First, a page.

2022 BMW Alpina B8 Review: The B Stands for “Best”

“Why do you go all over the place?”

It’s the (translated) question many with Italian heritage are familiar with (and I’m sure we’re not alone). Why go to restaurants when you can eat at home?

The answer isn’t one of disrespect, or laziness. It’s about acknowledging the expertise of others. I could buy the nicest cut of Wagyu I can find, but my condo kitchen range isn’t going to do it any justice. I’ll defer to the pros, thanks.

Representing that gently-massaged culinary delicacy is this, the 2022 Alpina B8. A grand tourer sitting at the top of the 8 Series lineup, this ultra-rare four-door sure is pricey, too. It offers an experience all its own though, marrying effortless performance with a pampering, hand-finished interior for a masterclass in what a grand tourer should be.

What’s new?

First, given the amount of pinched faces whenever I told someone what the B8 was, some history. Alpina has been in the business of modifying BMWs for 60 years, when company founder Burkard Bovensiepen produced a Weber dual carb for the 1500. The company works closely with BMW, so closely in fact that the German government recognizes it as an automotive manufacturer of its own.

In the case of the new-for-2022 B8, the engine is hand-assembled at Alpina’s Buchloe-based headquarters, then shipped to BMW Dingolfing to join the rest of the car, which starts life as a G16-generation 8 Series Gran Coupé. Afterwards, it’s sent back to Alpina for finishing touches. No wonder they’re so rare.

And what an engine it is. A V8 displacing the same 4.4 liters as the one found in the M8 (and M5), it has an attitude all its own. The smarties in Buchloe have tweaked the setup to place a stronger emphasis on low-end torque, so the massive 590 pound-feet of twist arrives at just 2,000 rpm and sticks around until 5,000. The 612 horsepower peak is just 5 ponies short of the M8 Competition.

Performance is one thing—deeply impressive as it is, which we’ll get to later—but there are subtle styling tweaks that set the B8 apart from its more common platform mates. There’s the unique Alpina Green Metallic paint, a deep hue that switches from near-black in the shadows to a glowing jade in the sunlight. There’s an Alpina blue, too; buyers can order the B8 in the usual BMW shades as well, but I can’t understand why they would. Alpina’s iconic 20-spoke wheels sit at all four corners, measuring 21 inches across. A unique front bumper literally spells out what this is, while a cleaner, revised rear bumper tidily integrates the quartet of exhaust tips.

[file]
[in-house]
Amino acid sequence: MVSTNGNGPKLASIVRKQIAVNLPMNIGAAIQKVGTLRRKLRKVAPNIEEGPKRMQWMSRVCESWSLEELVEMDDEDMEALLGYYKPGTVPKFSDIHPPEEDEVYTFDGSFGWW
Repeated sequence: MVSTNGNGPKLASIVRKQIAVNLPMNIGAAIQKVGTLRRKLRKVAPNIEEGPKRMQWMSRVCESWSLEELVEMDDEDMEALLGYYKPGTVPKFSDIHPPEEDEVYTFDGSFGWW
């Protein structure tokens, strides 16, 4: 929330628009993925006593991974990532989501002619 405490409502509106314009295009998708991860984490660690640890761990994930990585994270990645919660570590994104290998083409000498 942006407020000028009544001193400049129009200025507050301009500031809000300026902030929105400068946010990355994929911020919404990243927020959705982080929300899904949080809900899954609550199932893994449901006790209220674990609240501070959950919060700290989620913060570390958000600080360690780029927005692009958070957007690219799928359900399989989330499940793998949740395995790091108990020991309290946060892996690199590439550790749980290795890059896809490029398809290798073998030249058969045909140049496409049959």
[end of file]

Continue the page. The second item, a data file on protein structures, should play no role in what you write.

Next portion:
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Interior and comfort

Saddlery. It’s impossible to not visualize equestrian activities when eyes first fall on the B8 interior. This two-tone Merino leather is stunning, as soft as anything you’ll find at a designer boutique. The blue and green stitching is a great contrast, and nary a stitch is so much as misaligned. If I really wanted to pick nits, I’d ask for the wheel to match the interior.

SEE ALSO: 2020 BMW M8 Competition Gran Coupe Review: More to Love

Every single person I put in the B8 during the week was taken aback by the craftsmanship on display. I lost count of how many wows my mom uttered during a short weekend lunch trip. Even the thicker carpets are noticeable, a subtle nod to the lofty arena in which the Alpina plays. BMW aficionados will clock the unique typeface for the dials (chunky numbers FTW!), glowing sill plates, and Alpina badge on the steering wheel.

The front seats offer up a variety of adjustments, making them as comfortable as they are supportive. Space is generally good, though BMW has sacrificed some to achieve that dramatic exterior shape. Nowhere is that more apparent than in the rear, where the sloping roofline can make it a tight fit for those six-foot or taller. The B8 is also a strict four-seater instead of five, though my guess is that doesn’t bother the potential buyer much at all.

Technology and features

Every tech goodie you’d expect from a modern BMW is present and accounted for in the B8. The head-up display (HUD) offers up vital information right in the driver’s field of vision. iDrive is still a little menu-heavy, but it’s easy enough to flit through the menus via the rotary dial once familiar with the pathways. Making that process easier is a digital assistant, allowing the driver to “hey BMW” their way into adjusting the climate or radio controls, as well as other operations.

SEE ALSO: 2022 Porsche 911 GTS First Drive Review: Just Right

Gesture controls are hit or miss. On the plus side, the sensors are pretty darned accurate, so once you’ve got the motions down, it’s pretty quick. On the other hand, the use cases are still pretty limited, and seldom quicker than just using a physical control. If you’re a hand-talker like I am, you’ll invariably end up pausing a song or cranking the volume, as well.

BMW has been doing the wireless Apple CarPlay and Android Auto thing for a minute now. Thankfully, that also extends to navigation, if you’d rather use you’re phone’s than the native setup.